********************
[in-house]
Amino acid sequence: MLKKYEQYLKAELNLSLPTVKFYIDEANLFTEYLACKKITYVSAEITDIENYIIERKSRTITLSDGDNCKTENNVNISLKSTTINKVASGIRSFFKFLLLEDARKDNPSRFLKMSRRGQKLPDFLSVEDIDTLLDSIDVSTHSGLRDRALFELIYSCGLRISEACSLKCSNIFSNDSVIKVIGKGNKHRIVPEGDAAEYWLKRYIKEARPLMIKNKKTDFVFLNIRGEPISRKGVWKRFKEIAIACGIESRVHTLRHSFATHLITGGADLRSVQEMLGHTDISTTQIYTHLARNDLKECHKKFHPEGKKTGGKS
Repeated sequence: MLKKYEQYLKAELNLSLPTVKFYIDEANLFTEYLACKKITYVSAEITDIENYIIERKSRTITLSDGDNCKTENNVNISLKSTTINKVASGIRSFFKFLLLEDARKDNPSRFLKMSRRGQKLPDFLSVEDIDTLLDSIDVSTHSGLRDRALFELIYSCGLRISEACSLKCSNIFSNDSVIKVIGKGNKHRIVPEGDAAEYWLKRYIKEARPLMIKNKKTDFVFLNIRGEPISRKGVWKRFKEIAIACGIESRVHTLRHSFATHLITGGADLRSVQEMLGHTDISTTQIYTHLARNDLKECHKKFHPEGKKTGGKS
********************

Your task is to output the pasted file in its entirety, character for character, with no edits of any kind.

[in-house]
Amino acid sequence: MLKKYEQYLKAELNLSLPTVKFYIDEANLFTEYLACKKITYVSAEITDIENYIIERKSRTITLSDGDNCKTENNVNISLKSTTINKVASGIRSFFKFLLLEDARKDNPSRFLKMSRRGQKLPDFLSVEDIDTLLDSIDVSTHSGLRDRALFELIYSCGLRISEACSLKCSNIFSNDSVIKVIGKGNKHRIVPEGDAAEYWLKRYIKEARPLMIKNKKTDFVFLNIRGEPISRKGVWKRFKEIAIACGIESRVHTLRHSFATHLITGGADLRSVQEMLGHTDISTTQIYTHLARNDLKECHKKFHPEGKKTGGKS
Repeated sequence: MLKKYEQYLKAELNLSLPTVKFYIDEANLFTEYLACKKITYVSAEITDIENYIIERKSRTITLSDGDNCKTENNVNISLKSTTINKVASGIRSFFKFLLLEDARKDNPSRFLKMSRRGQKLPDFLSVEDIDTLLDSIDVSTHSGLRDRALFELIYSCGLRISEACSLKCSNIFSNDSVIKVIGKGNKHRIVPEGDAAEYWLKRYIKEARPLMIKNKKTDFVFLNIRGEPISRKGVWKRFKEIAIACGIESRVHTLRHSFATHLITGGADLRSVQEMLGHTDISTTQIYTHLARNDLKECHKKFHPEGKKTGGKS